I like to have a pot of soup around. It can be simmering on the stove or left over in the fridge or even packed away in the freezer–I just like to know it’s there. I eat a lot of soup. It’s a quick lunch, an easy dinner, and you can always double the recipe to feed even more of the people you love. (But let’s be clear: I almost always double the recipe whether company’s coming or not. See above.)
I make lentil and bean soups often but, strangely, I don’t think I had ever made split pea soup before this week. You know why? Because the recipes always call for an “optional” ham hock. Whatever that is. And I can never believe that recipes calling for “optional” meat are going to be any good if you leave the meat out. I automatically skip over any recipe that calls for bacon and then implies that the vegetarian version will be just as good if you simply omit the bacon. The bacon is the FLAVOR in that recipe, and a good vegetarian recipe builds flavors in a different way, through spices and cooking technique.
But when I made that Smoky Cauliflower Frittata recently and J said it tasted meaty, I had the obviously-delayed epiphany that the flavors that bacon and ham hocks add are smoke and salt. I was ready to make split pea soup. I went right to the source for my recipe: Pea Soup Andersen’s Facebook page. This recipe is vegetarian in the original, but just to be on the safe side–in case those ham hock recipes are on to something–I replaced the cayenne with hot smoked paprika anyway.
This just the kind of recipe I like: simple, flavorful, hearty. I doubled the recipe, of course, but I supposed you don’t HAVE to. (A double recipe made a truly huge pot of soup. The original recipe says it makes 8 bowls, which is a regular-big pot of soup.)
To make a regular-big (not truly huge) pot of Vegetarian Split Pea Soup, dice a large onion, a large carrot and a celery stalk and saute in olive oil until the vegetables soften and the onion is translucent. Add 1/4 tsp. dried thyme and 1/2 tsp. smoked paprika and stir, then add 2 c. sorted and rinsed green split peas, 8 c. water, a bay leaf and 1 1/2 tsp. salt. Maintain a peppy boil for 20 mins, then reduce heat and simmer until the split peas are very soft, probably about an hour in all, stirring occasionally. Season with salt and pepper. I originally planned to puree the soup, but once I cooked the peas down to mush I loved that texture too. It tastes great both ways, but I think the pureed version looks a little more elegant.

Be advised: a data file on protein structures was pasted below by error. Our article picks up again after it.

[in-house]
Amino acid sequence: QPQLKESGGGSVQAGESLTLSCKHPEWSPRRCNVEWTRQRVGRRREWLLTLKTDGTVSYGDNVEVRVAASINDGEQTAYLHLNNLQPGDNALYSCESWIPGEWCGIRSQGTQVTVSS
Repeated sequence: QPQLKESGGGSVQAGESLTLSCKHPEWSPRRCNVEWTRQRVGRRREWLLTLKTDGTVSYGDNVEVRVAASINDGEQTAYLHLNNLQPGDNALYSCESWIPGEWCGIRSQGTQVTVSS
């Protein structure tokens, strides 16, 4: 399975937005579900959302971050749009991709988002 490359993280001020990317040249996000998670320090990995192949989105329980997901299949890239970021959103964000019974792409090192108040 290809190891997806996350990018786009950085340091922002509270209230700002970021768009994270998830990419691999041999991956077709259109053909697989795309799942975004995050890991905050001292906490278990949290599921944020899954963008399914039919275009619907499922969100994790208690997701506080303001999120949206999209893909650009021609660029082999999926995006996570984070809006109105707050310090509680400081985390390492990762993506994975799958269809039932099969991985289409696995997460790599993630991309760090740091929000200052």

If you want to get fancy, you could top the soup with another sprinkle of smoked paprika or some homemade croutons. Or serve it with a nice easy bread or homemade rye crackers. Or just keep it in the fridge to reheat (thinned with a little water) for lunch this week.
I’ve been looking for a meat free version that’s not short on flavor! Thank you!
I usually have ham in mine.. but you’ve opened the door to other alternatives for those days when I don’t have slices of ham left-over in my fridge and I’m craving split-pea soup!! Yum!
That looks and sounds incredibly good. Thank you for this recipe.
AWESOME ! I’m a big fan of split red lentils but THIS is what I was looking for on the split pea front. Thank you!
Do you have a favorite red lentil soup? I have a standard one (spicy, with cilantro and yogurt), but I am thinking of branching out this week and trying this: http://www.saveur.com/article/Recipes/Lentil-Soup-with-Caraway-and-Minted-Yogurt or this: http://www.101cookbooks.com/archives/coconut-red-lentil-soup-recipe.html Or both! If I find a good one I’ll post the recipe, of course. :)
I have my own recipe for lentil soup. Would you let me know if you get a chance to try it?
I love the look of that recipe because it’s very much like one that an Indian friend of mine wrote down for me in college that I love and I have kept it in my recipe box ever since. You know how nice it is to see an old friend’s handwriting? I will remember to try your variation next time I have that soup in mind!
we eat a lot of soup too as i can leave it cooking on my wood stove.. this one looks perfect for this weekend! c
Nice, I like the economy of a pot cooking and a house warming at the same time. So cozy!
I think the use of smoked paprika is brilliant. What a great way to break down the recipe and rebuild it without the pork products! Go you!
I’m glad you’re not offended by the porklessness, baconbiscuit. ;-)
I will live ;-)
It still looks wonderful despite the lack of pork!
Thanks for this recipe! I made it today, and it was perfect for the cold, rainy weather. I’d originally planned to puree it, but I decided not to because I somehow managed to get my food processor bowl hopelessly wedged into an impossible position prefer the more rustic consistency.
See, that would have come across as funny if I’d successfully managed to cross out the part about the food processor. Apparently technology in general hates me today.
No, no, think of it as technology GIVING you a comfortingly chunky (why does that sound bad when it’s so good?) soup. I quite liked the unblended version as well. And also, when technology hates me, I like to take it as a sign that I should retreat to a simpler place and time, like maybe inside a spa.
p.s. I’m glad you liked the soup.